Subduction factory 1. Theoretical mineralogy, densities, seismic wave speeds, and H2O contents
Article first published online: 18 JAN 2003
Copyright 2003 by the American Geophysical Union.
Journal of Geophysical Research: Solid Earth (1978–2012)
Volume 108, Issue B1, January 2003
How to Cite
2003), Subduction factory 1. Theoretical mineralogy, densities, seismic wave speeds, and H2O contents, J. Geophys. Res., 108, 2029, doi:10.1029/2001JB001127, B1., , and (
- Issue published online: 18 JAN 2003
- Article first published online: 18 JAN 2003
- Manuscript Accepted: 18 JUL 2002
- Manuscript Revised: 11 JUN 2002
- Manuscript Received: 27 AUG 2001
- seismic velocities;
- mineral physics;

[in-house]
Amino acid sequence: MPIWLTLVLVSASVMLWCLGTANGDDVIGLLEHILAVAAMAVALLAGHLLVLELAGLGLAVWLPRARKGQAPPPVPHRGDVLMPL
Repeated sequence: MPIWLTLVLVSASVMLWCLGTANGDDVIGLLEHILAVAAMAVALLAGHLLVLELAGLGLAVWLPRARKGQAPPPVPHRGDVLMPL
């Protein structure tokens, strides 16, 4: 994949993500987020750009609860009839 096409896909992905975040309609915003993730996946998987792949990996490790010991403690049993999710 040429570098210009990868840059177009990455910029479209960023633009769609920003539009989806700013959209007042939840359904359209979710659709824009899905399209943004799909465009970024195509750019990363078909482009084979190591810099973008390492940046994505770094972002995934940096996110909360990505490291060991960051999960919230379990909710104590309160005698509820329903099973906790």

We present a new compilation of physical properties of minerals relevant to subduction zones and new phase diagrams for mid-ocean ridge basalt, lherzolite, depleted lherzolite, harzburgite, and serpentinite. We use these data to calculate H2O content, density and seismic wave speeds of subduction zone rocks. These calculations provide a new basis for evaluating the subduction factory, including (1) the presence of hydrous phases and the distribution of H2O within a subduction zone; (2) the densification of the subducting slab and resultant effects on measured gravity and slab shape; and (3) the variations in seismic wave speeds resulting from thermal and metamorphic processes at depth. In considering specific examples, we find that for ocean basins worldwide the lower oceanic crust is partially hydrated (<1.3 wt % H2O), and the uppermost mantle ranges from unhydrated to ∼20% serpentinized (∼2.4 wt % H2O). Anhydrous eclogite cannot be distinguished from harzburgite on the basis of wave speeds, but its ∼6% greater density may render it detectable through gravity measurements. Subducted hydrous crust in cold slabs can persist to several gigapascals at seismic velocities that are several percent slower than the surrounding mantle. Seismic velocities and VP/VS ratios indicate that mantle wedges locally reach 60–80% hydration.